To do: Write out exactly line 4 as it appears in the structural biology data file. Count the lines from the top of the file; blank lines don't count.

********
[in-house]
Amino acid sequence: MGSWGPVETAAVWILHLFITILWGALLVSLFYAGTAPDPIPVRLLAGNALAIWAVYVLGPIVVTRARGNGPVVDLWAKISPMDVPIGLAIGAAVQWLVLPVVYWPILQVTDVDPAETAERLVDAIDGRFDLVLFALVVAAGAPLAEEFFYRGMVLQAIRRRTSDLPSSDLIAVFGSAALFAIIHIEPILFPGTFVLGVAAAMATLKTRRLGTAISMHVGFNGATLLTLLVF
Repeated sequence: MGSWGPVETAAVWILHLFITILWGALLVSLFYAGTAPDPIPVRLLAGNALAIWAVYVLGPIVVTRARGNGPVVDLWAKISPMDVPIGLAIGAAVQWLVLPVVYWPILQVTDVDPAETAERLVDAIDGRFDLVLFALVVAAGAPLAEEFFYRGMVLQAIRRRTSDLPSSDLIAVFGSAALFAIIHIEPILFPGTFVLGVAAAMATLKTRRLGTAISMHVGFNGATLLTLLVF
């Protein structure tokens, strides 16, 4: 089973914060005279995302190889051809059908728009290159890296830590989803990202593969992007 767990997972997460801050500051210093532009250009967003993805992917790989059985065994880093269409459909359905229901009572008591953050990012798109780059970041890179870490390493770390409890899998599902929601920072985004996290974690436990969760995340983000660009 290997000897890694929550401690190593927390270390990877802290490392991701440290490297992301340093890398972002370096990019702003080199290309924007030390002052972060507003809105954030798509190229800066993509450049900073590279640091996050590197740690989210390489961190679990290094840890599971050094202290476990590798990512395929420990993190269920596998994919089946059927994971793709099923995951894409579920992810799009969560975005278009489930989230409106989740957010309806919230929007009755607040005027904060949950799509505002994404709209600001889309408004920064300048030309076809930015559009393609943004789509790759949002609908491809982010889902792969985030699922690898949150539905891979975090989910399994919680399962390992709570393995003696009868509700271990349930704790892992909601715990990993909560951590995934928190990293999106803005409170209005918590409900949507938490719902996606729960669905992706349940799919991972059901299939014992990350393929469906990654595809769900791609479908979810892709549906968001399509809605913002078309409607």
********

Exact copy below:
């Protein structure tokens, strides 16, 4: 089973914060005279995302190889051809059908728009290159890296830590989803990202593969992007 767990997972997460801050500051210093532009250009967003993805992917790989059985065994880093269409459909359905229901009572008591953050990012798109780059970041890179870490390493770390409890899998599902929601920072985004996290974690436990969760995340983000660009 290997000897890694929550401690190593927390270390990877802290490392991701440290490297992301340093890398972002370096990019702003080199290309924007030390002052972060507003809105954030798509190229800066993509450049900073590279640091996050590197740690989210390489961190679990290094840890599971050094202290476990590798990512395929420990993190269920596998994919089946059927994971793709099923995951894409579920992810799009969560975005278009489930989230409106989740957010309806919230929007009755607040005027904060949950799509505002994404709209600001889309408004920064300048030309076809930015559009393609943004789509790759949002609908491809982010889902792969985030699922690898949150539905891979975090989910399994919680399962390992709570393995003696009868509700271990349930704790892992909601715990990993909560951590995934928190990293999106803005409170209005918590409900949507938490719902996606729960669905992706349940799919991972059901299939014992990350393929469906990654595809769900791609479908979810892709549906968001399509809605913002078309409607």